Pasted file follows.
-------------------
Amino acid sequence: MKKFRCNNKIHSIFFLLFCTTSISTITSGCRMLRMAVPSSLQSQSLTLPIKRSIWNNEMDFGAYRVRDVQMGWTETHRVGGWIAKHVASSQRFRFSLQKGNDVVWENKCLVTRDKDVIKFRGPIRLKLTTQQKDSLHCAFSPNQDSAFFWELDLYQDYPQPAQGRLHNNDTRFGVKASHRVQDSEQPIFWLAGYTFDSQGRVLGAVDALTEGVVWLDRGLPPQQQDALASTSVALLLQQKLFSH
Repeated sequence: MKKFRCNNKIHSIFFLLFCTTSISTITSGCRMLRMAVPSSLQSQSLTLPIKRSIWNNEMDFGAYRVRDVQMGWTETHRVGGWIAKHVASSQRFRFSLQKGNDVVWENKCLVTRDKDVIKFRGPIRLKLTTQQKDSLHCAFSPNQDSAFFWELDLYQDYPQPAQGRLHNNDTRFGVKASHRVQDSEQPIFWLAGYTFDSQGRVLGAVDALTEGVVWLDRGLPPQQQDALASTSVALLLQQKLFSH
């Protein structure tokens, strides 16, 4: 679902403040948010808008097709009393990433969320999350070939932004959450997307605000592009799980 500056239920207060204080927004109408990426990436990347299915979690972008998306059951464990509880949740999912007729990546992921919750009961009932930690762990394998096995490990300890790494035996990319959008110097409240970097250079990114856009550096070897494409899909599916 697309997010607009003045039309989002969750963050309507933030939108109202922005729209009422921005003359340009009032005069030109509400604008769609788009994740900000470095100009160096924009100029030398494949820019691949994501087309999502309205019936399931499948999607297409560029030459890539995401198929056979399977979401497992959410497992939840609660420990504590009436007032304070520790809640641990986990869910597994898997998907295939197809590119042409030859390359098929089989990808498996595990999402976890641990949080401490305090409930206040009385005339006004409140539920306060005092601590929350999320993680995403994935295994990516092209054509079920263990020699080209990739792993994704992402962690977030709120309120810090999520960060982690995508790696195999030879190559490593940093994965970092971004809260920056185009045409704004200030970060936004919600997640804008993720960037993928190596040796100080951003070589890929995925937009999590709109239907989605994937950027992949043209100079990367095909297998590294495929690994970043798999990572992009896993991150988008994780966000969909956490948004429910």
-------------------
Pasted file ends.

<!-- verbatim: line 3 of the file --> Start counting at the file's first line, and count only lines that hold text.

């Protein structure tokens, strides 16, 4: 679902403040948010808008097709009393990433969320999350070939932004959450997307605000592009799980 500056239920207060204080927004109408990426990436990347299915979690972008998306059951464990509880949740999912007729990546992921919750009961009932930690762990394998096995490990300890790494035996990319959008110097409240970097250079990114856009550096070897494409899909599916 697309997010607009003045039309989002969750963050309507933030939108109202922005729209009422921005003359340009009032005069030109509400604008769609788009994740900000470095100009160096924009100029030398494949820019691949994501087309999502309205019936399931499948999607297409560029030459890539995401198929056979399977979401497992959410497992939840609660420990504590009436007032304070520790809640641990986990869910597994898997998907295939197809590119042409030859390359098929089989990808498996595990999402976890641990949080401490305090409930206040009385005339006004409140539920306060005092601590929350999320993680995403994935295994990516092209054509079920263990020699080209990739792993994704992402962690977030709120309120810090999520960060982690995508790696195999030879190559490593940093994965970092971004809260920056185009045409704004200030970060936004919600997640804008993720960037993928190596040796100080951003070589890929995925937009999590709109239907989605994937950027992949043209100079990367095909297998590294495929690994970043798999990572992009896993991150988008994780966000969909956490948004429910």